Did Donald Trump just do what record highs in the S&P 500 couldn’t? For several months now, consumer and investment sentiment has been anchored by the uncertainty regarding the election and especially over the possibility of what a Trump Presidency would mean for the markets and, more importantly, the economy. One of the best examples of this is the weekly sentiment poll from the American Association of Individual Investors (AAII). Even though the S&P 500 has essentially been at or near all-time highs for much of 2016, bullish sentiment on the part of individual investors has been stuck below 40% for a record 54 straight weeks and 88 of the last 89 weeks.
This week, AAII’s bullish sentiment reading still came in below 40%, but it has came closer to that level than any other point in the last year. According to this week’s survey, bullish sentiment
increased surged from 23.64% up to 38.89%, representing the largest one-week increase since July 2010. That’s six years! To be fair, AAII’s weekly poll is conducted from Thursday through Wednesday, so the bulk of this week’s responses were more than likely tabulated prior to the election, and even prior to the Comey letter saying that nothing had changed in the FBI’s decision not to recommend indicting Clinton. That being said, in a year where the so-called establishment has been proven to be so disconnected with the views and opinions of the overall population, it is only fitting that a survey of bullish sentiment among individual investors surged the most in six years at the same time as the biggest US political upset in at least a generation, if not history. It will be really interesting to see where this reading stands next week.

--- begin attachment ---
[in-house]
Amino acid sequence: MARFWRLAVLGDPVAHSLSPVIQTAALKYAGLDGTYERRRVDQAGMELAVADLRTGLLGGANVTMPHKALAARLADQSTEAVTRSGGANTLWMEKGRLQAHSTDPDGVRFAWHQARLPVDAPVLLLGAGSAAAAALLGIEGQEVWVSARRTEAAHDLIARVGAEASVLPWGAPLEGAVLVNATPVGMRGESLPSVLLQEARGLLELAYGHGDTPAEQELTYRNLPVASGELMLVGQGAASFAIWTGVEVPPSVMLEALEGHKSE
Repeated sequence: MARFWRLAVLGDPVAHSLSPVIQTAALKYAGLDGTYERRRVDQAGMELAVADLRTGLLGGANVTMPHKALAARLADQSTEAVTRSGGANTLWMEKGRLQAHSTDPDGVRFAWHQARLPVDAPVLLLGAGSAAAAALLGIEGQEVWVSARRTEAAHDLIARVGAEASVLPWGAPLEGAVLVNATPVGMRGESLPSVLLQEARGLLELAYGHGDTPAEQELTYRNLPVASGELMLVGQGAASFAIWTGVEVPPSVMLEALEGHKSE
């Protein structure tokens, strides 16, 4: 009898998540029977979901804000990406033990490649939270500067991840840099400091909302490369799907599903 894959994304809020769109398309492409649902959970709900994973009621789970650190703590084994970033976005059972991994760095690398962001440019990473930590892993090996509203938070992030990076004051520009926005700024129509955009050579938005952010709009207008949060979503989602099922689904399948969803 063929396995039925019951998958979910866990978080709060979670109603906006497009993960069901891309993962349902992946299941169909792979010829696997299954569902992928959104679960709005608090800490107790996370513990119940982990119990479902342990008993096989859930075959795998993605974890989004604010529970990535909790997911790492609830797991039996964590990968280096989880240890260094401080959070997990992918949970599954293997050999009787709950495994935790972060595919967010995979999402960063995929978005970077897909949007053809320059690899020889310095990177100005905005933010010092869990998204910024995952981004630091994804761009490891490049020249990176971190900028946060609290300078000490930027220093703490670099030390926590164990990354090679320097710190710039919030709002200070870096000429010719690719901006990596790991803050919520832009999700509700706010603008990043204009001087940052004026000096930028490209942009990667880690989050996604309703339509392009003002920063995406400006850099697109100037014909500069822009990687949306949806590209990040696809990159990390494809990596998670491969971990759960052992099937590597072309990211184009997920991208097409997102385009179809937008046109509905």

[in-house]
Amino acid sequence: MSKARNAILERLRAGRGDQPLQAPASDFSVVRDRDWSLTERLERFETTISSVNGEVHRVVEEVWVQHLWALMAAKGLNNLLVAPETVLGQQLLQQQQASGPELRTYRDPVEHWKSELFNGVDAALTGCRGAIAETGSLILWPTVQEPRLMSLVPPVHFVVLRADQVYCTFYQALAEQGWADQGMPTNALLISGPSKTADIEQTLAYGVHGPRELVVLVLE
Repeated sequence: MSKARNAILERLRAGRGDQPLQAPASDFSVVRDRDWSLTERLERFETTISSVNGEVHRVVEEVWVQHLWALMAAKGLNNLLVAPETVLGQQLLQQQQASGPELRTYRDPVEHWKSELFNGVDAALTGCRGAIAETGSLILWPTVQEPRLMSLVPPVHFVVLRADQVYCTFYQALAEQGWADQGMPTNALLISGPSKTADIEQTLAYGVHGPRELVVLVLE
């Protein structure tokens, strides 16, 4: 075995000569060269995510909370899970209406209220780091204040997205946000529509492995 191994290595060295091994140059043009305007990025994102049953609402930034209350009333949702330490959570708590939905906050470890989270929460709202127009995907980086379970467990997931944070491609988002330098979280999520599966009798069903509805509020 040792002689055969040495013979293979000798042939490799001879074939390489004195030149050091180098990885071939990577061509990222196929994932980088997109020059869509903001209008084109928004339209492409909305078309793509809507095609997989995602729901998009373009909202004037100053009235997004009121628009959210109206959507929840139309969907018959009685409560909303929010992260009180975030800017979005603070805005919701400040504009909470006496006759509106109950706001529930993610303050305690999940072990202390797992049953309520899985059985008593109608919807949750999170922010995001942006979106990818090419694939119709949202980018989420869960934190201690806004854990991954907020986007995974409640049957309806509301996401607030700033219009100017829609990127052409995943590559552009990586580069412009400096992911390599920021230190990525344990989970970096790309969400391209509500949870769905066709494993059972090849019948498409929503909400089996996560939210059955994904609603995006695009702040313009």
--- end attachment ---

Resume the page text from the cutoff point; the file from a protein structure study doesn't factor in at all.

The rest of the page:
While bullish sentiment surged, bearish sentiment declined but not nearly by as much as the magnitude of bullish sentiment. It still fell below 30%, which is the lowest level in five weeks.
Neutral sentiment was also of note this week, and illustrated the fact that the passing of uncertainty regarding the election really impacted sentiment. In this week’s survey, neutral sentiment declined from 42.05% down to 31.78%, which is the lowest level since January.